The Effect of Health Education on Workers’ Knowledge, Attitudes and Practice of Post-Exposure Prophylaxis in a Nigerian Tertiary Health Institution

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The Effect of Health Education on Workers’ Knowledge, Attitudes and Practice of Post-Exposure Prophylaxis in a Nigerian Tertiary Health Institution

Abstract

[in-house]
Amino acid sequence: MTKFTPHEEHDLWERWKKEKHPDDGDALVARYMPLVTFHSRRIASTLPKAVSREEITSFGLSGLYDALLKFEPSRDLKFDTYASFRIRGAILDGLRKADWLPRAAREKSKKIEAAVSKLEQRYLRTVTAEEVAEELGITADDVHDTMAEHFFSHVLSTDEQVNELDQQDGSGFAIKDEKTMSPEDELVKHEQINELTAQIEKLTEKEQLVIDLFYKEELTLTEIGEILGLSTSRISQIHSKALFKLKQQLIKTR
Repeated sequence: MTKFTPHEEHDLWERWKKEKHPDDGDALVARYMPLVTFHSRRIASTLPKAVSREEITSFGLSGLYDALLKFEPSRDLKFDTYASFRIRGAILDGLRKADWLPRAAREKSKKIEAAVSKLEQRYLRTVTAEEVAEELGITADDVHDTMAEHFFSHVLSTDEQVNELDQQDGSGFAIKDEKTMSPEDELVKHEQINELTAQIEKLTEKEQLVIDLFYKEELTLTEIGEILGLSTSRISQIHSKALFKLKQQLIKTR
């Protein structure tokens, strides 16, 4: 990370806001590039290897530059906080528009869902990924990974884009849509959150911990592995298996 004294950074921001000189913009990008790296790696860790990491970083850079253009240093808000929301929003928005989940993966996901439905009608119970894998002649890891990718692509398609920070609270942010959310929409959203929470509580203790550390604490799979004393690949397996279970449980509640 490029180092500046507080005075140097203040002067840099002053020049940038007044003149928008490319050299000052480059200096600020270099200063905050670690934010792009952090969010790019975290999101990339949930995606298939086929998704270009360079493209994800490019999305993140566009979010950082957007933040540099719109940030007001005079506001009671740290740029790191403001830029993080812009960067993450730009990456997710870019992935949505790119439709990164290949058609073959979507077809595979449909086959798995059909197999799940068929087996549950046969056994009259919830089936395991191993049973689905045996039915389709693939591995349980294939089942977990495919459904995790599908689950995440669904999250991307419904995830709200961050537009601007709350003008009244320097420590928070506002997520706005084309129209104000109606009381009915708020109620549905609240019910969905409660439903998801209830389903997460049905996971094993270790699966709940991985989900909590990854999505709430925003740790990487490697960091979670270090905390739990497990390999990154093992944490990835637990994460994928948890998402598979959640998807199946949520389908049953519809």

Background- Post exposure prophylaxis (PEP) against occupational exposures to blood home viruses like HIV has given opportunity for safe health care delivery among health care workers, who are frequently exposed to HIV and other blood-borne viruses in the course of patient care. However, the effect of health education on the knowledge, attitudes and practice of PEP to occupational exposure among health care workers in Nigeria is unknown. Aim- This study determined the effect of health education on knowledge, attitudes and practice of PEP to occupational exposure among health care workers in a tertiary health institution in Nigeria. Method -The study was an intervention study conducted in a tertiary hospital in Enugu state, South East Nigeria. Data were collected with self-administered questionnaire from 386 health workers in 2 tertiary hospitals (one for the study and the other control site) and was done in 3 phases. Data was analyzed using SPSS 15.0.., Results – The results showed that majority had a basic knowledge of PEP, (89%) which increased after the intervention (93%) (p-O.OOO).This was almost the same for the control site (87%) to (92%) (p0.000). This could be due the presence ofHIV center in the control site stimulating more information through questions after the pre-test or could be that some other group conducted an education intervention within the course of the study. Most healthcare workers had not had any training on PEP, (37%) and very few knew where to access drugs outside HIV centers (48%) which did not improve in the postintervention (44%). The attitudes and practice of workers did not improve as workers who checked patient’s status after an exposure did not improve (pre-test 65%, post-test 62%). Conclusion-The effect of health education on knowledge of PEP was significant but not for the attitude and practice. This would likely endanger the lives of healthcare workers consistent information, education and communication through other means. There is also the need to provide adequate PEP drugs and increase access to the services.

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